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Catching snowflakes in wintry weather

Updated 5:06 PM ET, Fri January 31, 2014
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The cold snaps across the United States seem endless, but with each new snowfall, there's an opportunity to capture a new perspective on winter, just like what Jeffrey Goodman did when he photographed this snowflake outside his Mentor, Ohio, home. Courtesy Jeffrey Goodman
The Ohio teacher enjoys taking photos of the wintry weather. Courtesy Jeffrey Goodman
Throughout January, Goodman photographed snowflakes after snowstorms would come through his area. Courtesy Jeffrey Goodman
Goodman used his iPhone 5s and a macrolens attachment to photograph these delicate snowflakes. Courtesy Jeffrey Goodman
"It has been an extremely cold winter this year with many days being in the single digits or below zero temperature range," Goodman said. Courtesy Jeffrey Goodman
"Most people grumble and complain about the cold and snow here in northeast Ohio," Goodman said. Courtesy Jeffrey Goodman
"But I've discovered that if you take the time to look close enough, the designs and patterns in these snowflakes can warm hearts," he added. Courtesy Jeffrey Goodman
"These were all taken in the last few weeks during the many snow storms that have blown through northeast Ohio this January," Goodman said. Courtesy Jeffrey Goodman
One of Goodman's favorite parts about winter is having the chance to dive into some winter nature photography. Courtesy Jeffrey Goodman
"It's been awe-inspiring to find such beauty in the tiny details that mother nature can produce in the midst of an arctic invasion," Goodman said. Courtesy Jeffrey Goodman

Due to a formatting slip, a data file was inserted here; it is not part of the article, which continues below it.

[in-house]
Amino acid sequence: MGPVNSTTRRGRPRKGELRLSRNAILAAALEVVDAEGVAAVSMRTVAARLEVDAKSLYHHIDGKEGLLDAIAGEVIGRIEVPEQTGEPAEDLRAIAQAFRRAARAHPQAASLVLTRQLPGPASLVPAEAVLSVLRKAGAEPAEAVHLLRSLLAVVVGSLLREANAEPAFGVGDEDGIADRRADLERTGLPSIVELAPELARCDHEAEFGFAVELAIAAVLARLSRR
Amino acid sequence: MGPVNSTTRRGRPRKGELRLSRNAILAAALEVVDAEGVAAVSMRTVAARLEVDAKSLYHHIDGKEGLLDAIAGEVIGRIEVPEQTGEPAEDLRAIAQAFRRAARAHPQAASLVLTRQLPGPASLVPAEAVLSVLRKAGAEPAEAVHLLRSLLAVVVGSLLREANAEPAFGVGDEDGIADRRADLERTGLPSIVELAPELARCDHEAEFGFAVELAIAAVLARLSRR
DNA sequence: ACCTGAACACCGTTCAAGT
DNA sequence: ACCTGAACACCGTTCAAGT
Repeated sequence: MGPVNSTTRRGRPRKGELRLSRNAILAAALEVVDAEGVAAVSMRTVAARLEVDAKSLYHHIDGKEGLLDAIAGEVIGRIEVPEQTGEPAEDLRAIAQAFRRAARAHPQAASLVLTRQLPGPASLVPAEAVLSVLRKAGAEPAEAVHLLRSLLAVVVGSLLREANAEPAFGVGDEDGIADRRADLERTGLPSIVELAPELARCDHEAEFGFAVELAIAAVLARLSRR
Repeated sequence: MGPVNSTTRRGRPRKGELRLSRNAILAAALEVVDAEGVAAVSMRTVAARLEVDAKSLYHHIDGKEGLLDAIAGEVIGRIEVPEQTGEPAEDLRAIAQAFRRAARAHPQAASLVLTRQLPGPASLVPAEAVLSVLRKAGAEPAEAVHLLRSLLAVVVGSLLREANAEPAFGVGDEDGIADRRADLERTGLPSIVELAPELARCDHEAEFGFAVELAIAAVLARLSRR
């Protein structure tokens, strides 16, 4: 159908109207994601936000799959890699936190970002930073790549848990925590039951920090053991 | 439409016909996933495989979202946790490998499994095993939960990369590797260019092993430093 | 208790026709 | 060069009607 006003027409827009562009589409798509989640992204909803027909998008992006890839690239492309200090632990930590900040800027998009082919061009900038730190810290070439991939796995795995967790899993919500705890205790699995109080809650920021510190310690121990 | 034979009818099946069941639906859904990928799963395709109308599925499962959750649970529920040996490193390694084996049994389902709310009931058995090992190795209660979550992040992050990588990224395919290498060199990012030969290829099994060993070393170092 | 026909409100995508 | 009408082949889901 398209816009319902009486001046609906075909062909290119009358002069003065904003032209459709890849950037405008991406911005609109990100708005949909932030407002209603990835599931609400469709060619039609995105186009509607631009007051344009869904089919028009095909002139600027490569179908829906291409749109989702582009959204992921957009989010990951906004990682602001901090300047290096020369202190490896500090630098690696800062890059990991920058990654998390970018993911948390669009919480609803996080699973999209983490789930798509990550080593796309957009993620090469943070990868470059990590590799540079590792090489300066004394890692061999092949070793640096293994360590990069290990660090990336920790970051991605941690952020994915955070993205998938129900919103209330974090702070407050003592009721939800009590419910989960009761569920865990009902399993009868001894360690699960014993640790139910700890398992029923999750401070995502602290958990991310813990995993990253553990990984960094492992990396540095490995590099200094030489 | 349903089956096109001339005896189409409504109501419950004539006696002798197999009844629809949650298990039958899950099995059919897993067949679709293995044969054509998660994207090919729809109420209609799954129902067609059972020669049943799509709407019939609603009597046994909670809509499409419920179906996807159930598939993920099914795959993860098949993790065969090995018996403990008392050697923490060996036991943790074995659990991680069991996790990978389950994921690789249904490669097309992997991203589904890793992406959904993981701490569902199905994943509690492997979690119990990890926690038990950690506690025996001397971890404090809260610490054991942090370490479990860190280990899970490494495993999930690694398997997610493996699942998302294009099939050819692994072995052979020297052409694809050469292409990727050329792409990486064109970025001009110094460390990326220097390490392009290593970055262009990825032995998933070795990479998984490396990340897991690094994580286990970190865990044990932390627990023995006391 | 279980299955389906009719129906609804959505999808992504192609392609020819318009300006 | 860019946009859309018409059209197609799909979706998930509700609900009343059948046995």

Nature photographer Candice Trimble spent one morning photographing snowflakes falling in her hometown of Front Royal, Virginia. Courtesy Candice Trimble
"The flakes melt fast when they hit any warmth so I had to move quickly," she explained. Courtesy Candice Trimble
"I have exactly 45 inches of hair, so luckily I had enough to literally lay out in front of me to catch snowflakes," Trimble said. Courtesy Candice Trimble
" I love all of my snowflake pictures," she said. Courtesy Candice Trimble
It snowed about 10 inches in her hometown when Trimble took these photos.
14-year-old Will Schweizsr decided to test out his new camera by capturing macro shots of the snow that fell in Santa Fe, New Mexico. "I went outside, set my Washington Nationals hat on the edge of the porch and let the snowflakes fall onto it," he said. Courtesy Will Schweizsr
"After about 45 minutes of trying to get the perfect snowflake, I went over my pictures," said Schweizsr. "Every so often I captured a great picture of a snowflake in perfect or almost perfect focus." Courtesy Will Schweizsr
Charles Slyer says he's always enjoyed reading the book "Snowflake Bentley," about a snowflake photographer, to his two daughters. "I would always tell them some day I will capture (an) image for them!" he said. And this winter, he did. These flakes landed on a pane of glass in his back yard. Courtesy Charles H. Slyer
Graduate student Michael Charnick has spent much of the past two months capturing snowflakes on the New York shores of Lake Ontario. It's part of a weather research project called OWLeS. Courtesy Michael Charnick/OWLeS Project
Charnick and his fellow scientists working on the project collect snowflakes on a felt plate "in order to characterize the crystals falling form the sky during (weather) balloon launches." Courtesy Michael Charnick/OWLeS Project
Charnick has a degree in meteorology and is now studying weather intelligence and risk management. Courtesy Michael Charnick/OWLeS Project
James Hill has lived in Norfolk, Virginia, his whole life. Because the town is near a warm, freshwater body, he says that when it does snow, it's usually a slushy mess. But not this time! "I have never seen a perfect snowflake until now," he said. courtesy James Hill